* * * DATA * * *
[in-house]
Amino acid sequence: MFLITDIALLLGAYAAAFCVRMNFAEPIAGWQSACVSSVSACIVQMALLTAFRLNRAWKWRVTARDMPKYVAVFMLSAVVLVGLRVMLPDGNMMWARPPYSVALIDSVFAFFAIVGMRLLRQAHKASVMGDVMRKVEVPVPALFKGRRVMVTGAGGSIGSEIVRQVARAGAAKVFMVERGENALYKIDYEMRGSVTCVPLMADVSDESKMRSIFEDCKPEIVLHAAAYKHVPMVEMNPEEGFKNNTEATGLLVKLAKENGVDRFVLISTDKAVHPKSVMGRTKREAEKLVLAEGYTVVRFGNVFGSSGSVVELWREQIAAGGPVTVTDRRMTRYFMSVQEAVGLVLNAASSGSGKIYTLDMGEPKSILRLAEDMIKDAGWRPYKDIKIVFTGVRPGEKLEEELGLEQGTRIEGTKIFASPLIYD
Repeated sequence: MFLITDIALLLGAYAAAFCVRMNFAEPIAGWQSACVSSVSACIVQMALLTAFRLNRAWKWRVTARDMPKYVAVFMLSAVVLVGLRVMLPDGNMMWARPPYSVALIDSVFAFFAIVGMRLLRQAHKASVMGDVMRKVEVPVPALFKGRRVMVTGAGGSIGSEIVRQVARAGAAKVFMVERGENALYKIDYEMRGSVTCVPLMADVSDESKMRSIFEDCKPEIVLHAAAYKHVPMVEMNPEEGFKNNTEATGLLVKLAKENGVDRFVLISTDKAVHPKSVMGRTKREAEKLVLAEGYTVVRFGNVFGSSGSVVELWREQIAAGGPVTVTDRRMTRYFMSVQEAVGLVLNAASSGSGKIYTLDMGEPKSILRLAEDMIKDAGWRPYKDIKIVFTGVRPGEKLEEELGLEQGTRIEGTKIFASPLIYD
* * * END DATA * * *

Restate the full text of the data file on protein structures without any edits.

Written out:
[in-house]
Amino acid sequence: MFLITDIALLLGAYAAAFCVRMNFAEPIAGWQSACVSSVSACIVQMALLTAFRLNRAWKWRVTARDMPKYVAVFMLSAVVLVGLRVMLPDGNMMWARPPYSVALIDSVFAFFAIVGMRLLRQAHKASVMGDVMRKVEVPVPALFKGRRVMVTGAGGSIGSEIVRQVARAGAAKVFMVERGENALYKIDYEMRGSVTCVPLMADVSDESKMRSIFEDCKPEIVLHAAAYKHVPMVEMNPEEGFKNNTEATGLLVKLAKENGVDRFVLISTDKAVHPKSVMGRTKREAEKLVLAEGYTVVRFGNVFGSSGSVVELWREQIAAGGPVTVTDRRMTRYFMSVQEAVGLVLNAASSGSGKIYTLDMGEPKSILRLAEDMIKDAGWRPYKDIKIVFTGVRPGEKLEEELGLEQGTRIEGTKIFASPLIYD
Repeated sequence: MFLITDIALLLGAYAAAFCVRMNFAEPIAGWQSACVSSVSACIVQMALLTAFRLNRAWKWRVTARDMPKYVAVFMLSAVVLVGLRVMLPDGNMMWARPPYSVALIDSVFAFFAIVGMRLLRQAHKASVMGDVMRKVEVPVPALFKGRRVMVTGAGGSIGSEIVRQVARAGAAKVFMVERGENALYKIDYEMRGSVTCVPLMADVSDESKMRSIFEDCKPEIVLHAAAYKHVPMVEMNPEEGFKNNTEATGLLVKLAKENGVDRFVLISTDKAVHPKSVMGRTKREAEKLVLAEGYTVVRFGNVFGSSGSVVELWREQIAAGGPVTVTDRRMTRYFMSVQEAVGLVLNAASSGSGKIYTLDMGEPKSILRLAEDMIKDAGWRPYKDIKIVFTGVRPGEKLEEELGLEQGTRIEGTKIFASPLIYD